Democrats’ economic package may have just turned into a health-care bill
There’s been another seismic shift in the negotiations over Democrats’ long-stalled economic package.
The climate change and tax increase provisions appear out. What’s left is a health care bill — and one that’s much smaller than the once-in-a-decade remake of the system Democrats had originally envisioned.
The latest: Sen. Joe Manchin (D-W.Va.) told Democratic leaders yesterday that he wouldn’t support an economic package with new climate spending or new tax increases targeting wealthy individuals and corporations, The Post’s Tony Romm and Jeff Stein scooped last night.
But Manchin is open to provisions that aim to lower prescription drug costs for seniors, as well as a two-year extension of enhanced Obamacare subsidies set to expire at the end of the year.
Democracy dies behind a paywall
Paywalls bolster news organizations’ bottom lines, but leave Americans in the dark. As a public service, let everyone read election stories for free.
I often refer to people who don’t pay for news as “passive” news consumers. That doesn’t suggest a moral failing on their part. It just means they’re simply consuming the news that comes to them through their daily scrolling of social media feeds, email inboxes and conversations with people they trust.
American news consumers fall into three groups today: a small lobbying class that can afford thousands of dollars in news-analysis subscriptions like Politico Pro; a larger but still very limited group that will pay to get behind paywalls; and by far the largest group of Americans — those who will not or cannot pay for their news.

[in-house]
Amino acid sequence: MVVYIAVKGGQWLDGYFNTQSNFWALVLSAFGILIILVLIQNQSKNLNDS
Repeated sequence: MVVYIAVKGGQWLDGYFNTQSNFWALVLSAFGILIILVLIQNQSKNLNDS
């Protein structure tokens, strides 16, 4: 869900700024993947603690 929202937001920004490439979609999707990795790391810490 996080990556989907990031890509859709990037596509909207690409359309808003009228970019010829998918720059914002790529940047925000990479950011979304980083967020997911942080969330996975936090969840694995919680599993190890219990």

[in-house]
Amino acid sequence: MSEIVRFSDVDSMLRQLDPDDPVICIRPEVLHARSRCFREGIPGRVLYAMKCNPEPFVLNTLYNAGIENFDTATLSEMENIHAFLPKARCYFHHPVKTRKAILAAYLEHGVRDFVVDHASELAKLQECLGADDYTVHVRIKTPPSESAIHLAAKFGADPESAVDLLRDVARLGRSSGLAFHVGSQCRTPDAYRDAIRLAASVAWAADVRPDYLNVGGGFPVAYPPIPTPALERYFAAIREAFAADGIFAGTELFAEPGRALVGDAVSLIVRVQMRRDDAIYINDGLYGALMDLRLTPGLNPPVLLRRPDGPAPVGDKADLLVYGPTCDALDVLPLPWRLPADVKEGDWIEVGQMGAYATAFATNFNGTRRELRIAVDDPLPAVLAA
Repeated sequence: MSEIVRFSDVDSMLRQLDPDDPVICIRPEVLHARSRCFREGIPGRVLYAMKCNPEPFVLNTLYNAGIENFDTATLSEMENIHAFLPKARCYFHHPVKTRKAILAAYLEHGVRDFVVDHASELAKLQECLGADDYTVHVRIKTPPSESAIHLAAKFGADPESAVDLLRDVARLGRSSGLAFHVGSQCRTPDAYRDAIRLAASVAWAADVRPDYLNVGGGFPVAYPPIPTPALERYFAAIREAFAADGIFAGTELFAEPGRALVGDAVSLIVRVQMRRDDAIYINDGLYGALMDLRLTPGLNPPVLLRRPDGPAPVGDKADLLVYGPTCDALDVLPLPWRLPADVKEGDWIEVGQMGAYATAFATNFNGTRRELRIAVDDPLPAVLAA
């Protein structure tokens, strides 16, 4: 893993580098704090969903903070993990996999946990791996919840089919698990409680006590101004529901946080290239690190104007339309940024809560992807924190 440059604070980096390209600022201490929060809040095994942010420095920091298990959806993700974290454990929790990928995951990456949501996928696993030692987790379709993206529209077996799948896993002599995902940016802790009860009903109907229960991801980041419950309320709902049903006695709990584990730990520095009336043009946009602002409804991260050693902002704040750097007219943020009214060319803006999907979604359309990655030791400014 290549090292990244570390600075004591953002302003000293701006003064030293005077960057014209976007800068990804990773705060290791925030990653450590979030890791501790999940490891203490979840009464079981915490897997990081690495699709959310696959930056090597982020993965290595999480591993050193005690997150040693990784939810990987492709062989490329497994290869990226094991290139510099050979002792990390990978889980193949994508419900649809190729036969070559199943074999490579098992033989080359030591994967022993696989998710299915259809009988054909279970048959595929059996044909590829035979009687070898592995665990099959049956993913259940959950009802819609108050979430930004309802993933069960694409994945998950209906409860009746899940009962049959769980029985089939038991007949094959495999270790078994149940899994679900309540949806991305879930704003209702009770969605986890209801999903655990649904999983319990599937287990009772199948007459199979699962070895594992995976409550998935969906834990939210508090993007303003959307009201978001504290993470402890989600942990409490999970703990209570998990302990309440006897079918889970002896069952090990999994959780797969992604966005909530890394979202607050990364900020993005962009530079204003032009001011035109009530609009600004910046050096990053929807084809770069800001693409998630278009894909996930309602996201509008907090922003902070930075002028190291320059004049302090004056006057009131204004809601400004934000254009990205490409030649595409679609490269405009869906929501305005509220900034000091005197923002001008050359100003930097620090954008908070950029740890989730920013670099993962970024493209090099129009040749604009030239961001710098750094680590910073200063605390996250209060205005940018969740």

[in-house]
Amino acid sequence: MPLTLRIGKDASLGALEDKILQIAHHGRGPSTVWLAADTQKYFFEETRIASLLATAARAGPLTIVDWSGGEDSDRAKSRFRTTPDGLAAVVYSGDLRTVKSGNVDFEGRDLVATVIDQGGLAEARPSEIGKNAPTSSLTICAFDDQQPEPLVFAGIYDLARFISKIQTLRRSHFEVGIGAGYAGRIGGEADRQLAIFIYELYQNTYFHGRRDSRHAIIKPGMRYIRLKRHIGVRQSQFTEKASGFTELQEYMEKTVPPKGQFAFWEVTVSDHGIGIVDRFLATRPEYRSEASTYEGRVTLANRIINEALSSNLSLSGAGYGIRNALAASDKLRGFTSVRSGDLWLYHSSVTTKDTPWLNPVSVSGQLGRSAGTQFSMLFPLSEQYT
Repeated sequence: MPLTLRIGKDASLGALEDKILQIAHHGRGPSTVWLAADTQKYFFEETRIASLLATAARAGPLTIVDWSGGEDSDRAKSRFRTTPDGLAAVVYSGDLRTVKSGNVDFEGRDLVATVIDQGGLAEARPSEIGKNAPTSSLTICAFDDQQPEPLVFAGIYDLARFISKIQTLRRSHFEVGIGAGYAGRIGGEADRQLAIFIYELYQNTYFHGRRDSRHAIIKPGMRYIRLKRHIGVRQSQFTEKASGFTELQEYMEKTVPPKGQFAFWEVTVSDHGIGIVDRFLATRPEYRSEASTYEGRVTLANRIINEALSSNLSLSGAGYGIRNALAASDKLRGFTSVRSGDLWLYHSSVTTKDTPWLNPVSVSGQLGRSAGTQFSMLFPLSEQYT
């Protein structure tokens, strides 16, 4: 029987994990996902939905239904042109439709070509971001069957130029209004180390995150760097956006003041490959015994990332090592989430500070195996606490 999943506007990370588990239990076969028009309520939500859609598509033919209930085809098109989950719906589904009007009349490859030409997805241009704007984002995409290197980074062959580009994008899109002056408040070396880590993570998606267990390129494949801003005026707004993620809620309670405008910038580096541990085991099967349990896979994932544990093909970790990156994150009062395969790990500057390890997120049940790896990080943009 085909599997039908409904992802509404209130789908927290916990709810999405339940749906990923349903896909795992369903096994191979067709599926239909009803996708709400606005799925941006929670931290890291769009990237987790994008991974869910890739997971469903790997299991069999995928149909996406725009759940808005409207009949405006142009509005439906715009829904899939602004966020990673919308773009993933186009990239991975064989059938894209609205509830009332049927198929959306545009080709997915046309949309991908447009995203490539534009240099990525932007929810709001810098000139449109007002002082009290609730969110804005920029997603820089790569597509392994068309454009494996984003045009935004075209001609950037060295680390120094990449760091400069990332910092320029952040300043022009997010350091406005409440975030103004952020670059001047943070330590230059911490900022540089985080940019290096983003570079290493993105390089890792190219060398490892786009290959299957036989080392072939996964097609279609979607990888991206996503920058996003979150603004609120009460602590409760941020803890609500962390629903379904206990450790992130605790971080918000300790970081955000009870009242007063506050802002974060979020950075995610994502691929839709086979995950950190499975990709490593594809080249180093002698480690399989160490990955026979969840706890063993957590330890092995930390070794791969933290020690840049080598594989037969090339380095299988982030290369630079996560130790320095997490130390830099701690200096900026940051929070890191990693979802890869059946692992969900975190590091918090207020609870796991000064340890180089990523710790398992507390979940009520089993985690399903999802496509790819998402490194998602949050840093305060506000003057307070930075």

Passive consumers may have faith that good, accurate news about the world and their own communities will somehow find them. But with few exceptions, they’re wrong about that. Increasingly, the fact-based news that’s necessary for a pro-democracy citizenry is behind a paywall. On social media, passive consumers are more likely to see propaganda that capitalizes on the ways information is distributed there. Biased algorithms reward salacious and emotionally charged content — often favoring right-leaning messaging that is outright false. Platforms could turn off these algorithms with a click, but we know that they won’t — because disinformation is their business model.
An interesting piece from Brazil via the Intercept (you can use Google translate) on JBS and political influence/corruption:
JBS committee funds climate change denialist politicians in the US
JBS committee in the United States and people connected to the company donated the equivalent of BRL 3.3 million to 137 American politicians between 2011 and 2020. The company sells sustainability as one of its core values and claims to have “the mission of feeding the world in balance with the planet”. Thanks to that, it won free advertising on Grupo Globo’s main news radio.
The practice, however, contradicts the discourse. Among the top 10 beneficiaries, seven deny the existence of global warming. Many even act directly to stop policies to combat the climate crisis or to promote actions that aggravate the environmental emergency that JBS says it wants to fight.